patience may never work

I’ve always thought that at least half of my dislike for reference work is related to the fact that I’m not very patient. But.

Halfway through my afternoon reference shift, I had already faced down the following:

  • An alarm bell from a student trying to go out the emergency exit that is marked with three foot-wide eye-height stop signs.
  • A student who came to the desk and asked, simply, “did you fix the problem yet?” and when I asked him to elaborate, he said, “the one with the computers. From before.”
  • Two students who were unwilling to ask either of the 2 services desks (one 10 feet away, one 15) for help with the printer, as requested on the sign that they moved aside in order to take all the paper from the color printer and put it into the black and white printer.

They were not, of course, the sum total of students I interacted with. There was the girl who needed to find a call number, and the faculty member asking about altered books in art, and the girl who was trying to figure out the best way to reproduce an image in color for projection, and the student who needed a print map of the development regions of the Adirondacks, not to mention the dozens who came, used our services, and never entered my line of sight.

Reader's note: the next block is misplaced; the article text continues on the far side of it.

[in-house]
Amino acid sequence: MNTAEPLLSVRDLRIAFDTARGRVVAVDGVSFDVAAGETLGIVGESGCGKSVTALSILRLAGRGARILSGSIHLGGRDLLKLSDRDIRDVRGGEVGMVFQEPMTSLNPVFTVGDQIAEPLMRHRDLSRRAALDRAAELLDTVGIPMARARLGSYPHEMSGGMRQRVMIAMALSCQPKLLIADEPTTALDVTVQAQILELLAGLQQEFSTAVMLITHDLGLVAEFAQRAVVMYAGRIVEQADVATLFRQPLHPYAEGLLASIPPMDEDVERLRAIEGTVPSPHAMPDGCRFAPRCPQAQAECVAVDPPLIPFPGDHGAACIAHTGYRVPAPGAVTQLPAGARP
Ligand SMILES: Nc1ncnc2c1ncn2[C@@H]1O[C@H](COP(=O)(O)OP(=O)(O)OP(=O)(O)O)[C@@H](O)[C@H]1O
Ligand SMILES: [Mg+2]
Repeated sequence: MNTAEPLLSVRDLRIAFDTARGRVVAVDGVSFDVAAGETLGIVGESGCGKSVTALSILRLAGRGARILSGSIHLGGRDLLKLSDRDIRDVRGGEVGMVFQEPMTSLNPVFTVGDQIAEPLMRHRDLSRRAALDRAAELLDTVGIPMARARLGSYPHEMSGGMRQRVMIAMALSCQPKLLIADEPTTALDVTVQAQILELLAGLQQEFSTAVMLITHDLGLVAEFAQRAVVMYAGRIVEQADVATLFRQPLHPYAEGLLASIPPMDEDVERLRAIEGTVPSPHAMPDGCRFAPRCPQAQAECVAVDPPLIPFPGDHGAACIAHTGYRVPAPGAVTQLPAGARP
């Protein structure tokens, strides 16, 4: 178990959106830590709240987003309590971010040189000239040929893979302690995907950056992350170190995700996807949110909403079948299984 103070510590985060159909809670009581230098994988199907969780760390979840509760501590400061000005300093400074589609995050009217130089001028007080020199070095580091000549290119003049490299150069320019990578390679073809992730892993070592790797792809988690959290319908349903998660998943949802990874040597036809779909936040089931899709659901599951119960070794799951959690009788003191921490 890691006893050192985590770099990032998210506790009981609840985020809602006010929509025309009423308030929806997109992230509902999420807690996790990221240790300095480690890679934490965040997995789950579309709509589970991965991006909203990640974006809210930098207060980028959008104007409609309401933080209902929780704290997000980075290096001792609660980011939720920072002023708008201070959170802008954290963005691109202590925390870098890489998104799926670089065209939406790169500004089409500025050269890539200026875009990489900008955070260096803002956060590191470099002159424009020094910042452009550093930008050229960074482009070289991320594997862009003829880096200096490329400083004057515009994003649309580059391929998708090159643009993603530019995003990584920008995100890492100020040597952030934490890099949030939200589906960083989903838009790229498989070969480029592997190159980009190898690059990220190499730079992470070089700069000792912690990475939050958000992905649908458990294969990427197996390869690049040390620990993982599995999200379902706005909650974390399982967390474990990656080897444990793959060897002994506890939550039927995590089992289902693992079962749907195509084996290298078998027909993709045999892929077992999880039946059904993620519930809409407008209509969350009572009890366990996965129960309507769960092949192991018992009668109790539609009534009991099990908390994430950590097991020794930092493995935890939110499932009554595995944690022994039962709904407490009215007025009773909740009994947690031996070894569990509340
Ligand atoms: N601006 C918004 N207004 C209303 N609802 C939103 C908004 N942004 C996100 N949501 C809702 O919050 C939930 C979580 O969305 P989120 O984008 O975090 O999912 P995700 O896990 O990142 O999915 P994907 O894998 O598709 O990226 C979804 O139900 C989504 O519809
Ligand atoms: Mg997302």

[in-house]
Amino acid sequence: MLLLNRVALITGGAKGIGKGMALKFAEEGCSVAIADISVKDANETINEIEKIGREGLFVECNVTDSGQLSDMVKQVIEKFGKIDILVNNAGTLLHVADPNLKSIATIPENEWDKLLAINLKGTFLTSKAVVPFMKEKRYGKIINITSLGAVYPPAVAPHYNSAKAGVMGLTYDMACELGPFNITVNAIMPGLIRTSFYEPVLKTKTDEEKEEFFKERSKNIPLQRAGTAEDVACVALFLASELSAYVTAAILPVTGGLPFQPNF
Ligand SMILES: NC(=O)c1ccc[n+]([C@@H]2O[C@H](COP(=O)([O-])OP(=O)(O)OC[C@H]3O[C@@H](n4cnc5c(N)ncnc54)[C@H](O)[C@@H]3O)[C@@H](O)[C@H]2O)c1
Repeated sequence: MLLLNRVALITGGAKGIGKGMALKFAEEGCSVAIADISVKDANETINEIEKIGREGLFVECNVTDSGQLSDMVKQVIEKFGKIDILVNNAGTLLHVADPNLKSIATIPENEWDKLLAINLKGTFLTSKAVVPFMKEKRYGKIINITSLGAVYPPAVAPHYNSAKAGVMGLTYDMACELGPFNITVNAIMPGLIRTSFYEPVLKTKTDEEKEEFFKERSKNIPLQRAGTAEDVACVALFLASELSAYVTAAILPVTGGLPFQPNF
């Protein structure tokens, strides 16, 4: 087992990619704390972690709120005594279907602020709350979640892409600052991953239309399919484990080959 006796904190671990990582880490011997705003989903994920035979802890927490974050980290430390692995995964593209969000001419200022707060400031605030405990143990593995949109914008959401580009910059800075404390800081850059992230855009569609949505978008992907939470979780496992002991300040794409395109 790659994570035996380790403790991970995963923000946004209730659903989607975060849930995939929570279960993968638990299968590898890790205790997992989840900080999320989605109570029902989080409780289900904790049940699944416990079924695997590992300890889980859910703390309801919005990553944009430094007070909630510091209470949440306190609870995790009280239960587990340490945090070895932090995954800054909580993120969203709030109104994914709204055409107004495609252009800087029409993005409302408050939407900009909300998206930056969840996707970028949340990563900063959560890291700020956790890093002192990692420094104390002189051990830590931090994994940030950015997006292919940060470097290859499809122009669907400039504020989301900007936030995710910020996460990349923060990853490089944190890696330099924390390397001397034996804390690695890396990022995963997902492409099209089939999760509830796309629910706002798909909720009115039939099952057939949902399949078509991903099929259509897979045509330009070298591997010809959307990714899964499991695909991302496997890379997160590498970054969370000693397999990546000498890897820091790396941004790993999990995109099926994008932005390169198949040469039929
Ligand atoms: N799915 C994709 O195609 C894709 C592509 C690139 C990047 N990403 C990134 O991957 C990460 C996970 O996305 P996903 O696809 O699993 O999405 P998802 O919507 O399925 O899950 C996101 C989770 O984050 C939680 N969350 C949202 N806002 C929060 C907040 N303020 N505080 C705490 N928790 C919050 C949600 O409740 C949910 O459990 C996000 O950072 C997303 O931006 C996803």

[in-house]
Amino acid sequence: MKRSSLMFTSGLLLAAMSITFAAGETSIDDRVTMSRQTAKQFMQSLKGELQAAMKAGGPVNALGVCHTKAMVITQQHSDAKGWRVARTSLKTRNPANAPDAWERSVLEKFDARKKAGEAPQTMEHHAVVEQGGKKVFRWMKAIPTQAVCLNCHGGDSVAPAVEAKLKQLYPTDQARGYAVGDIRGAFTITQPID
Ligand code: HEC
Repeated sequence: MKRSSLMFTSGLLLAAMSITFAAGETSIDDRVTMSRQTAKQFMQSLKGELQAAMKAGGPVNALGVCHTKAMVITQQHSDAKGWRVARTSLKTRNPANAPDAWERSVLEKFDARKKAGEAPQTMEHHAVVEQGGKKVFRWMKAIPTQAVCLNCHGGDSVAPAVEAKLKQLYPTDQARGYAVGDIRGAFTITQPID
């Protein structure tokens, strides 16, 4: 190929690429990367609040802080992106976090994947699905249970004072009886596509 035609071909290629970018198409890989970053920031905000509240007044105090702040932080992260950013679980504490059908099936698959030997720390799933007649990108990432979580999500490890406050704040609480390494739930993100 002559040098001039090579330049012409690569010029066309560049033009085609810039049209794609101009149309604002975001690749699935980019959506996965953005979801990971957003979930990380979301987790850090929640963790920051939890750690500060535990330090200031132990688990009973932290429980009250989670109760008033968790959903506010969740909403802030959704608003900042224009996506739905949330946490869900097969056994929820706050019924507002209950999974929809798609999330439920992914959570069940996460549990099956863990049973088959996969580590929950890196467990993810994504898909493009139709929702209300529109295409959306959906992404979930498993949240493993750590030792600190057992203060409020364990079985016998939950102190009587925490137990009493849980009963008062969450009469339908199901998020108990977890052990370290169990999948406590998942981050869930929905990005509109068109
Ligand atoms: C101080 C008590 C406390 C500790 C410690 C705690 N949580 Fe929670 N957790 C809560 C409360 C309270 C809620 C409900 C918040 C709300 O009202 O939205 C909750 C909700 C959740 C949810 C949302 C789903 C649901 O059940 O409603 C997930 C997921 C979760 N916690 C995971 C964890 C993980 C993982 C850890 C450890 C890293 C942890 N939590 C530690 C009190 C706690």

But here’s the thing. Given the frustrations I feel when dealing with the bulleted users above, I don’t know that more patience will ever help me be a better reference librarian. This is just the sort of public service environment that sets my teeth on edge. Users who demonstrate willful ignorance, lackluster attempts at communication, and blatant disregard for their environment won’t get less frustrating if I’m more patient. I’ll just be more patient while I’m frustrated.

I want to serve our users. I’m dedicated to our mission to serve our users. I know college students are in a growth period in their lives, academically, emotionally, socially, and culturally. I understand the importance of that time in a young person’s life. I also know how unprepared some of our students are for any kind of academic rigor, and I know that universities are bureaucratic nightmares full of arcane and inscrutable rules, regulations, systems, and setups. I know that we contribute to all of that — the learning, the growing, and the red tape — for better or for worse.

But I just don’t think, anymore, that more patience will make me like this particular subset of users any more than I already don’t. Which means that I should just resign myself to not really enjoying my work as a reference librarian, no matter how much I think that if I were a better person I’d enjoy it more. Patience may never work.

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